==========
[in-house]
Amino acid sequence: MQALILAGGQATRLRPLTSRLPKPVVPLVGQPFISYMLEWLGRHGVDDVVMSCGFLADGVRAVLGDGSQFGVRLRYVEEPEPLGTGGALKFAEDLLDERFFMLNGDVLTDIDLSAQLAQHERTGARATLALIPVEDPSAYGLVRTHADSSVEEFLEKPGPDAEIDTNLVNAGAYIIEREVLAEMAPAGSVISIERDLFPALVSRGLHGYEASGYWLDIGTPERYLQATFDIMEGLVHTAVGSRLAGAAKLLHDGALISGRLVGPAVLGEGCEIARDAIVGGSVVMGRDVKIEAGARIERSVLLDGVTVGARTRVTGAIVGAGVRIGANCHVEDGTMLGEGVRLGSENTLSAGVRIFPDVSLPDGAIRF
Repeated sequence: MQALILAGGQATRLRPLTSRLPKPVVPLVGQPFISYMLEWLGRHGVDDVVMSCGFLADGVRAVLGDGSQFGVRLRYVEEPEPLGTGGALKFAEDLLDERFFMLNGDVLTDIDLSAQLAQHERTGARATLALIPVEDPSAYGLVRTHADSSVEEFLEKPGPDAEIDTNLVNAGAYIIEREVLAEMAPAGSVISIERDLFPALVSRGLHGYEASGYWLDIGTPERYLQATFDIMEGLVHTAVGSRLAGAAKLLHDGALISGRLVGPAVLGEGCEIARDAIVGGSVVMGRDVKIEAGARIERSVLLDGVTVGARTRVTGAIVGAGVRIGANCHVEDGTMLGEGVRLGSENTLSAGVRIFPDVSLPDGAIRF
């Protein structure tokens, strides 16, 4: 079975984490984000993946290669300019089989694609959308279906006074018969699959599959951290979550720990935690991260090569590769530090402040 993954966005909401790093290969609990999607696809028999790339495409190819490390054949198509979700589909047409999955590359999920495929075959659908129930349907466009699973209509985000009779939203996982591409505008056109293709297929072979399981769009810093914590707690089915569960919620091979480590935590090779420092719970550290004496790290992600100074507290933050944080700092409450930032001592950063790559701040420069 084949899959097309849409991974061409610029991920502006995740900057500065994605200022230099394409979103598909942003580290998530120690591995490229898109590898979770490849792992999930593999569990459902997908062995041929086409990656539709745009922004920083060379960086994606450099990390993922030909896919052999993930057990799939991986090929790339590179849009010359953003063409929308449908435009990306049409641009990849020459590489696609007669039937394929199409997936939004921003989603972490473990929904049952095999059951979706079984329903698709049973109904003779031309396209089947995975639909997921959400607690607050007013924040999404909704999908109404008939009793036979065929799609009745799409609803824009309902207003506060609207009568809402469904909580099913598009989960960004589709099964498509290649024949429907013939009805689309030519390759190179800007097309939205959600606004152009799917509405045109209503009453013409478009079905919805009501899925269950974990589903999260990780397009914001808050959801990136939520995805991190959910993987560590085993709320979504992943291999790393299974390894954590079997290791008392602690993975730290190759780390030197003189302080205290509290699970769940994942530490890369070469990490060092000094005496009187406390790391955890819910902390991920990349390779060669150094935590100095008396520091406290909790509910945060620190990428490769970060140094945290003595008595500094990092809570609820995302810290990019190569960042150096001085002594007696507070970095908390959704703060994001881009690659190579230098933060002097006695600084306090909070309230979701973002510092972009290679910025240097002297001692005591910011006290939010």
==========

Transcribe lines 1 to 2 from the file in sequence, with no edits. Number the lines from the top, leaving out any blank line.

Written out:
[in-house]
Amino acid sequence: MQALILAGGQATRLRPLTSRLPKPVVPLVGQPFISYMLEWLGRHGVDDVVMSCGFLADGVRAVLGDGSQFGVRLRYVEEPEPLGTGGALKFAEDLLDERFFMLNGDVLTDIDLSAQLAQHERTGARATLALIPVEDPSAYGLVRTHADSSVEEFLEKPGPDAEIDTNLVNAGAYIIEREVLAEMAPAGSVISIERDLFPALVSRGLHGYEASGYWLDIGTPERYLQATFDIMEGLVHTAVGSRLAGAAKLLHDGALISGRLVGPAVLGEGCEIARDAIVGGSVVMGRDVKIEAGARIERSVLLDGVTVGARTRVTGAIVGAGVRIGANCHVEDGTMLGEGVRLGSENTLSAGVRIFPDVSLPDGAIRF